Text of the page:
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“Middlesex”

Middlesex

Column by Chase Booth
boothcha@grinnell.edu

“Middlesex” is one of those novels that everyone has heard of and has shelved on their Goodreads to-read lists (at least, this is the case in my friend’s list) but for some reason has not gotten around to starting. Whatever is causing your hesitation to finally pick up this moving story, I’m here to tell you that there is a reason why Oprah selected this novel for her book club (yes, I do think Oprah has great taste) and, more importantly, why it won the Pulitzer Prize in Fiction.

“I was born twice: first, as a baby girl … and then again, as a teenage boy,” asserts the narrator in the opening lines of “Middlesex,” Jeffrey Eugenides’ intergenerational, coming-of-age tale about a mutated gene, an extended family history and the narrator Cal’s childhood and realization about his gender identity. Diagnosed with five-alpha reductase deficiency, Cal, formerly Calliope, takes the reader on a journey through his family’s past to explain the origins of his diagnosis and later, affirmation of his male identity after being raised as female. He begins by narrating his Greek grandparents’ immigration from Bursa in Asia Minor to Detroit, Mich. in order to escape the Greco-Turkish conflict. The kicker: his grandparents are siblings. By charting the course of his family history, Cal unfolds a chain of events that eventually leads to his childhood growing up on Middlesex street in Detroit (not coincidentally a metaphoric allusion to Cal’s own gender identity) and under what circumstances he arrived at his diagnosis and his journey to accepting his authentic identity.

The greatest quality of “Middlesex” is probably the character of Cal himself. His numerous interpolations throughout the family saga are witty, illuminating and revealing of Eugenides’ ability to craft a complex and dynamic character. Indeed, I was so drawn to Cal’s character that I thought it was such a shame that the reader did not come to his story until the last half of the book. I did enjoy the family history but at times I was aching for more of Cal and less of his family history. That said, one cannot help but nod to Eugenides’ fabulous command of the English language and especially his insights into human psychology. A major theme in “Middlesex” is that of hybridity in all aspects of life, exemplified especially by this insight of Cal’s: “Emotions, in my experience, aren’t covered by single words. I don’t believe in ‘sadness,’ ‘joy,’ or ‘regret.’ Maybe the best proof that the language is patriarchal is that it oversimplifies feeling.” The novel masterfully elucidates this theme of blending polar opposites in such a way that the reader takes away far more than just the saga of one individual and his family but a more complex picture of human emotion and experience.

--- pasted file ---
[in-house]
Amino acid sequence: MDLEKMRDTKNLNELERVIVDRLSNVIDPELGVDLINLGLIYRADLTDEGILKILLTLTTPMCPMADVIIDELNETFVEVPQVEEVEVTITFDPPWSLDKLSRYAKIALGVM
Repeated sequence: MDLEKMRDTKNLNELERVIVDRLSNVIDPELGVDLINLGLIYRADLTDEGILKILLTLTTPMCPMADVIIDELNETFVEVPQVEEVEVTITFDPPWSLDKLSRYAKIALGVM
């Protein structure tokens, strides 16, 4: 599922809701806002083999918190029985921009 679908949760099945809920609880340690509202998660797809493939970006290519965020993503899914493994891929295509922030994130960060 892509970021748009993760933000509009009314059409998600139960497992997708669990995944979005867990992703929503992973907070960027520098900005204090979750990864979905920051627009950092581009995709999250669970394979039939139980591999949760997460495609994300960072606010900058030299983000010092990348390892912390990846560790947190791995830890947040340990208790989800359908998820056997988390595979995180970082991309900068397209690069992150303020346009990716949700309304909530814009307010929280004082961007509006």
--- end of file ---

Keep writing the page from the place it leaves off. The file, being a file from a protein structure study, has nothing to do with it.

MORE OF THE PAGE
The novel also offers a refreshing commentary on social constructions of gender and, in particular, the nature vs. nurture debate through the coming-of-age of Cal as an intersex individual. Cal frequently reflects on his upbringing as a female and spends much of the novel on his budding attraction to women. These themes are not so disguised as to require a literary-minded analysis of the text nor too obvious that I feel I am being bashed over the head by metaphors. Eugenides succinctly weaves the theme of hybridity as embodied by the narrator Cal on multiple levels throughout the novel—growing up on Middlesex road, Greek-American identity, family connections, metamorphoses and, of course, gender identity. However, some critics have pointed out Eugenides’ sometimes controversial depiction of intersex lives.

Eugenides began writing “Middlesex” after his dissatisfaction with Herculine Barbin’s, a 19th century French intersex individual, memoir, believing it evaded an adequate emotional discussion of Herculine’s experience growing up as intersex. The project took him nine years to complete and, despite plenty of opportunity to do so, he did not consult, let alone meet, an intersex individual, an interesting choice on his part given that the goal of his novel was to elucidate the emotional capacity of an intersex person.

However, despite Eugenides’ problematic approach to writing “Middlesex”, the novel ultimately proves to be a masterfully written tale about the emotional and physical maturation of an incredibly enthralling character. And its message is adequately summarized by this realization of Cal’s: “Biology gives you a brain. Life turns it into a mind.”

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